Sounds simple enough and, in theory, even justifiable. But as The New York Times detailed in great depth last year, the way this works is the person goes before judges, "who are often ill-equipped to conduct investigations from the bench. Many seemed willing to simply give petitioners the benefit of the doubt. The results often seem haphazard." In other words, a judge untrained in mental health issues—and not, say, an independent expert trained in such issues—often has the final say over whether a person with a history of mental health issues gets back his guns. Thank you, NRA.

And the effects can be, well, absolutely predictable. From the same Times story:

"In early 2008, a Superior Court judge in San Diego granted [Larry] Lamb’s petition to have his firearms rights restored, after his psychologist testified that he was not dangerous. But the judge, without access to Mr. Lamb’s full medical history, was unaware of a crucial fact: the local Veterans Affairs hospital had placed a 'red flag' on Mr. Lamb, barring him from the hospital grounds because he was perceived to be a threat to personnel there."

Did you catch the part about how "his psychologist testified?" It doesn't even need to be that. The Times story notes even a doctor's note could work. That's right: The same scam people use to get an ergonomic chair at work is now an effective way for the mentally ill to own guns.

But that's not even the kicker.

The kicker is that you, Mr. and Mrs. Taxpayer, pay for this or any successful defense. A section of the law requires the federal government to pay "a reasonable attorney's fee" should the person successfully petition to have his rights re-instated. So, yes: Thanks in part to the NRA, helping the mentally ill get guns is now a paying gig.

Of course, had the NRA had its way with the bill, no one would judge whether the mentally ill should receive guns. Again, the Brady Center:

The gun lobby tried and failed to include a provision that would have automatically granted relief if a federal agency did not act on a petition for “relief from disabilities” within 365 days.

President Bush signed the bill into law Jan 8, 2008. But the NRA wasn't done. Oh, no. It then began a campaign to water down state requirements "proving" a person with a history of mental health issues was competent enough to own a gun again.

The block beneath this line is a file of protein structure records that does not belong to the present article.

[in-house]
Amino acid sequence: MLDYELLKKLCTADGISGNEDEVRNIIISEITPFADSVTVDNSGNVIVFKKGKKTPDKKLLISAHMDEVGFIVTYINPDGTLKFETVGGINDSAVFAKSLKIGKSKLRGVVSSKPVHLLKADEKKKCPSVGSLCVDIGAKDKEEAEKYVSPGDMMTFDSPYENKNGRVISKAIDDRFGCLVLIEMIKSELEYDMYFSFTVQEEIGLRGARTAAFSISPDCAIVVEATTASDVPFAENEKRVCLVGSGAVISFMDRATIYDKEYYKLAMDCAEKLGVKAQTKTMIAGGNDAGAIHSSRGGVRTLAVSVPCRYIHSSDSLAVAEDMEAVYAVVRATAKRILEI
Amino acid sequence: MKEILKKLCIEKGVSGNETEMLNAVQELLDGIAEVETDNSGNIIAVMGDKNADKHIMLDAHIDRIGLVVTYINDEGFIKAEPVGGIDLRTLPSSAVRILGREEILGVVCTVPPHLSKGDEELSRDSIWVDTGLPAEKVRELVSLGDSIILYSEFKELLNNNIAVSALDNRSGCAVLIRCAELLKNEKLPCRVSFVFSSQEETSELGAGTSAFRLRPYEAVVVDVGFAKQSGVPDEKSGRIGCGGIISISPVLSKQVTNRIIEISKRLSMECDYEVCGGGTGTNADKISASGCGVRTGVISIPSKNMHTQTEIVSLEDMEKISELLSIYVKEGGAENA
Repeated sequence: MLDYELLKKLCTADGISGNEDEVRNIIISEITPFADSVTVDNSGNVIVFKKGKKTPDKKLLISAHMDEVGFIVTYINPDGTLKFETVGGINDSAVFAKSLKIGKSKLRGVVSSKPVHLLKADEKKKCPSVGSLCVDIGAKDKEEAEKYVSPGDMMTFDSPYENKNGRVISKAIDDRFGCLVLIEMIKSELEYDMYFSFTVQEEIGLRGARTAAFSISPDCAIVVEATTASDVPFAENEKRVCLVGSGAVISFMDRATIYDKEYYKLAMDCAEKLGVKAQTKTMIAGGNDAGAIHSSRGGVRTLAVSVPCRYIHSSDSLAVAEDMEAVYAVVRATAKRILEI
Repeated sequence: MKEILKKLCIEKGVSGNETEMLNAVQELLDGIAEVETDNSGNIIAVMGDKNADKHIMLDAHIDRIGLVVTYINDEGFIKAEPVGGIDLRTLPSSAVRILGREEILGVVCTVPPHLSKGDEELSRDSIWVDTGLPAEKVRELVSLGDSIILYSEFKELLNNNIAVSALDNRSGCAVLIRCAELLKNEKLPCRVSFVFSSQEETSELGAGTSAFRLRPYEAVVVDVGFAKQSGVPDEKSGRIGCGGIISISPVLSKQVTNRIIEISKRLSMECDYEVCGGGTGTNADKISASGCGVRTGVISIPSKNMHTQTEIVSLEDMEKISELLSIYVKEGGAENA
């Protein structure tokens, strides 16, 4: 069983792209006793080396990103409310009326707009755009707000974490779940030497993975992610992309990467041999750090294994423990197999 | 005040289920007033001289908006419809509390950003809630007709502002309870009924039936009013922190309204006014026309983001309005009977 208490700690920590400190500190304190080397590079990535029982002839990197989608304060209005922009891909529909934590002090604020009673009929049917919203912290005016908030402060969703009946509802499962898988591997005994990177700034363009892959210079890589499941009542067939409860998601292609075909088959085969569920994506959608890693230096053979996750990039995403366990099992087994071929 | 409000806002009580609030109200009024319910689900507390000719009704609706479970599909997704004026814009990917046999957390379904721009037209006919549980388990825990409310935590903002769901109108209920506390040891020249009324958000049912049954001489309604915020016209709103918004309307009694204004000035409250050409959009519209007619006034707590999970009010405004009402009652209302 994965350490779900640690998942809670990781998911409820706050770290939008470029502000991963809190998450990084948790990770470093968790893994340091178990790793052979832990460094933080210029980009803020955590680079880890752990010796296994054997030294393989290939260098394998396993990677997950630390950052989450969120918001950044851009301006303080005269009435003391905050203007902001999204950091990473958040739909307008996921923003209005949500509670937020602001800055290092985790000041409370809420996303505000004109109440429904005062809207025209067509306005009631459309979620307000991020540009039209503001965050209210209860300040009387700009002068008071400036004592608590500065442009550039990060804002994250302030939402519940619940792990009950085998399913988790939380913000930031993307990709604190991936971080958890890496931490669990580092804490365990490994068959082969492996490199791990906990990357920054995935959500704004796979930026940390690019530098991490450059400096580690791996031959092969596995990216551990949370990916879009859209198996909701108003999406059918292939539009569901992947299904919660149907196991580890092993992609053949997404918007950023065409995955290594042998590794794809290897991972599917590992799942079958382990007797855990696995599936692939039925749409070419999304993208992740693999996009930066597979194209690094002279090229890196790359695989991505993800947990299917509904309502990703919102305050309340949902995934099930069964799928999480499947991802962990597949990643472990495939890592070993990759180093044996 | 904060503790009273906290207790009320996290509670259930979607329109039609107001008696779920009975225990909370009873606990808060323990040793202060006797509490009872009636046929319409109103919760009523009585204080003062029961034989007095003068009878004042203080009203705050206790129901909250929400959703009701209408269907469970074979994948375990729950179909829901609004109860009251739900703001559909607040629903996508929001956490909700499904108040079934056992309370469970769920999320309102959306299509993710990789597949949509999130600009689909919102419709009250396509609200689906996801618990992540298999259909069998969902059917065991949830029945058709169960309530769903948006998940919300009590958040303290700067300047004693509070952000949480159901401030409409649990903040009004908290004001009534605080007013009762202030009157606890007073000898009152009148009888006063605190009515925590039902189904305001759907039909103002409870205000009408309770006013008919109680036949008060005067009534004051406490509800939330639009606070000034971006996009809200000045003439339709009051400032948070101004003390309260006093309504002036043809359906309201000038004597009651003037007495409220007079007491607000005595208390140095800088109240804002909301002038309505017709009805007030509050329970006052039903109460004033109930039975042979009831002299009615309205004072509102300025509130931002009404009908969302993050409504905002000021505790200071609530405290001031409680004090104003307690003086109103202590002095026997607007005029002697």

Take Nebraska, for instance. The NRA-backed law was touted as such on the organization's website. Why? Well, because in addition to narrowly defining which mental health records would be used, the bill also waived the 6-month residency requirement for anyone with a concealed weapon carry permit from another state. Even better, the law also allowed anyone with such a permit to take that gun to school with them—provided "the handgun is locked inside the glove box [or] trunk", because, you know, those things are like Fort Knox.

Mayors Against Illegal Guns says that as of Oct. 2011, Nebraska has submitted all of two mental health records to the FBI's databases. More disturbing is that those "two mental health records" are two more than 9 other states submitted.

Mind you, the Brady Center supported this bill, despite its obvious flaws: "The number of persons added to the Brady background check system by the NICS Act should be significantly more than those who receive 'relief' pursuant to these provisions." Which may be true. Still, the fact that the NRA could extract anything —particularly more gun rights for the mentally ill in a bill that's supposed to better police the mentally ill's access to guns—tells us how effective the NRA is at lobbying.

We all keep saying or hearing how "This time is different," that there will be meaningful gun reform. Perhaps so. But remember: the NRA has heard it all before. And right now what we call "silence" is a typically well-organized machine that's laying low for good reason while it figures out how to survive.

If anything, this debate comes down to which bromide you believe. "This time is different", or "This too shall pass."